On the other hand…She’s not a soldier. She’s not an aid worker. She’s a tourist. She can leave, so leave. She has all of the resources to stop the source of her trauma. She doesn’t live in India. She is not a resident who contends with the threat of rape and assault on a daily basis without the benefit of a return flight. Her harassment might be amplified by her red hair, but as recent tragedies would suggest, Indian women and girls are in no way immune from the the treatment she received. She is now back in the United States receiving treatment for PTSD. Her essay doesn’t acknowledge that this is a perpetual state for many; is PTSD even an acknowledged illness in India? She is lucky, as am I. We get to globe-trot, we get to explore, we get to be the solo lady travelers. We live in countries where we can vote and drive and have sex without being stoned and wear what we want and live alone and call the police when we need help and work and so many other things.

On the other hand… Sexual harassment is never okay. When one travels, there are obviously customs that are different in the countries you visit and, within reason, it is healthy and respectful to try to observe them. You should not travel expecting to recreate your experiences at home wherever you go; a Big Mac is not a Big Mac in India, it’s made of chicken and it’s called a Maharaja Mac. There may not be hot water. There might be bugs. It will smell differently, etc. etc. etc. But, sexual harassment and assault are not acceptable, even if they are more common in some parts of the world than others. While a “When in Rome,” attitude is usually a plus, “When I’m in Rome, I’ll get groped on the train,” is not cool.

I’m ashamed that I shrugged at her experience. I almost threw her the most insulting, patronizing response to her trauma, “What did you expect?” WHOA, Emily, NOT OKAY. You’re wearing yoga pants, what did you expect would happen? You’re drinking and dancing, what did you expect? You’re pretty, what did you expect? The “What did you expect” is a close cousin of “You were asking for it,” and we know that you are NEVER asking for it and that that is a line for the weak and the cowardly.

On the next hand… I can’t help but think about my own experience traveling in India and elsewhere. My experience has been overwhelmingly positive with a few blips of shittiness here and there and consequently my instinct is to declare that this makes me a “better” traveler than the author. My second instinct is to call bullshit on myself. Differentiation–“she’s not like me”–is the classic first step in victim blaming. If she’s not like me, then she’s somehow responsible for what happened to her, which would never happen to me,  because we are fundamentally different, and on and on. It’s a common defense mechanism to help calm the fear that it could happen to anyone (because, intellectually, we all know… it could happen to anyone).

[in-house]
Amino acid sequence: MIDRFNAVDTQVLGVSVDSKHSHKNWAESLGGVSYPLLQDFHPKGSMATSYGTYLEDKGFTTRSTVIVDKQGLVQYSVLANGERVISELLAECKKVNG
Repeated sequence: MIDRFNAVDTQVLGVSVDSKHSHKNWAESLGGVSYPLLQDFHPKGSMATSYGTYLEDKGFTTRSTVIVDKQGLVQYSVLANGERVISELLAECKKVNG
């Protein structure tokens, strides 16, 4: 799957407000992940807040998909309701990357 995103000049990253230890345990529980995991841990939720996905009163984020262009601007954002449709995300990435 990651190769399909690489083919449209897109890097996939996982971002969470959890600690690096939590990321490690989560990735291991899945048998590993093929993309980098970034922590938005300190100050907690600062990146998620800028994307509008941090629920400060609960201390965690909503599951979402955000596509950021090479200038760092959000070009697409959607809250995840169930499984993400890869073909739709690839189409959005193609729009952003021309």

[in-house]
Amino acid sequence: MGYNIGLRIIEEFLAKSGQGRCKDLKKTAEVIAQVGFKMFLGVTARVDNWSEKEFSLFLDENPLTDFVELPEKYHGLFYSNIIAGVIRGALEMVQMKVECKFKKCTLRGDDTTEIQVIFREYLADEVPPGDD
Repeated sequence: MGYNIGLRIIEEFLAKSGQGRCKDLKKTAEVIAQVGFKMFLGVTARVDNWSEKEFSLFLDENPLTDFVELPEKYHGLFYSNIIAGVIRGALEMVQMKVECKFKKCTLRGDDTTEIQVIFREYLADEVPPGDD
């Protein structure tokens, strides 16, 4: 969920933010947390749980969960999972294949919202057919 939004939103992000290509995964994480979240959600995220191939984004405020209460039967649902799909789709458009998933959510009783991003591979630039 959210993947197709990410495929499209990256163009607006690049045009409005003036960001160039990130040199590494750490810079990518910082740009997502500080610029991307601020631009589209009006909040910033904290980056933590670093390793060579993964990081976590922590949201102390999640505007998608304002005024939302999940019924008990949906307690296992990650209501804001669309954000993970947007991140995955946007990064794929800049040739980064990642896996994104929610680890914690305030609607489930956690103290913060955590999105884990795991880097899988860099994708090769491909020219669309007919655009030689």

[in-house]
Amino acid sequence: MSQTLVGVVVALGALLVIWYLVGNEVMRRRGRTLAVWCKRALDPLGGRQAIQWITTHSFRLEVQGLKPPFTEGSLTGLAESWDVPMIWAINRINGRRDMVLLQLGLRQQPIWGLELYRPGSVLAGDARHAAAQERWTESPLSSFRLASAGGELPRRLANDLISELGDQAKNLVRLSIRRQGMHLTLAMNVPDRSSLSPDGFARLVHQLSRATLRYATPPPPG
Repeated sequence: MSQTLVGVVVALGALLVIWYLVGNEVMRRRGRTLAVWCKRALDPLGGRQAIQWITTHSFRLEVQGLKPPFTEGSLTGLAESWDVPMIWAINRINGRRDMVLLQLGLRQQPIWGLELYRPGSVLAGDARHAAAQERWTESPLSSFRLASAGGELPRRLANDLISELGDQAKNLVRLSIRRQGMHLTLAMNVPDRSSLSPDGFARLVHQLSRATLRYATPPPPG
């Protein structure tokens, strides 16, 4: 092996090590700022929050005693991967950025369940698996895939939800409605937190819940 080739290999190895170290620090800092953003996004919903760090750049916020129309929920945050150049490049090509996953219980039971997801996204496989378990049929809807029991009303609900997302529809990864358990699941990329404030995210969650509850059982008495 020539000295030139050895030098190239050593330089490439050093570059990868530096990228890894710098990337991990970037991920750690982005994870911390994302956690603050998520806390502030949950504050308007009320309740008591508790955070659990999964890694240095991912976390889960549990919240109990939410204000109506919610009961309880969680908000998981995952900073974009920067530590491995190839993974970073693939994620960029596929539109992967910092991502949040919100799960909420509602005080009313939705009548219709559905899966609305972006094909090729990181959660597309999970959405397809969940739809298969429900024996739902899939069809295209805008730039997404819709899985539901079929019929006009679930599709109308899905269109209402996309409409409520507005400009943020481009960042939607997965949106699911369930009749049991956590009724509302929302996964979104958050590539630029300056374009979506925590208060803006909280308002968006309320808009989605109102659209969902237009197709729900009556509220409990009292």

There are at least three other hands to consider … (please feel free to add in the comments!), but I’m tired of talking about this. I am sympathetic for her experience. I am irritated at the essay’s “plight of the white woman” vibe. I am even more irritated that I identify with it. I feel pretty helpless in the face of the level of harassment and assault in India. If I’m honest, I feel pretty helpless in the face of harassment and assault here at home too.

So yeah, there’s that. 

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“Don’t take my picture,” “Come on! You’re at the beach!”

I’ve been thinking a lot about Tuesday’s post, trying to find a better way to articulate what bothers me about the hotties of Occupy Wall Street blog. I keep returning to this experience I had on a beach last summer:

I was standing on the boardwalk, one hand waving down the path, the other on the phone with a friend who was trying to find me. I was barefoot, in a bikini. People streamed by me, paying me no attention. A guy in his forties walked a few paces past me, then turned and stopped. He had a camera in his hand, and he started talking my picture.”What are you doing?” I said, “Don’t take my picture.”

“Whatever,” he said, grinning, and snapped another photo.

“I said, ‘Don’t take my picture!'”

“Come on,” he said, “You’re at the beach!”

I told him to fuck off, and he eventually did. I was shaken, and pissed, but I didn’t know what to do. Now this guy has pictures of me in a bathing suit that I did not say he could take. For all I know, they’re on a “Ladies at North Ave Beach” blog.

His “Come on! You’re at the beach!” was what sealed it for me. In his mind, my very presence was enough to justify being objectified. We’ve already talked ad nauseum about how a person’s clothes or demeanor never justifies rape, and I’m not equating having a picture taken to sexual assault, but the principle is the same. Whether I caused it or not, his desire or arousal is not my problem, and he has no claim to my person or my image to satisfy it.

While Steven Greenstreet’s motives seem purer than my beach photographer’s, his site is guided by the same principle. Paraphrased to the max, it goes something like this: I find you attractive, therefore your primary purpose is to be my eye candy, and I will treat you accordingly. Snapping mega-zoom photos for a “hot girls” blog or stealing a beachside bikini shot for God knows what are both just variations on a pretty ugly theme.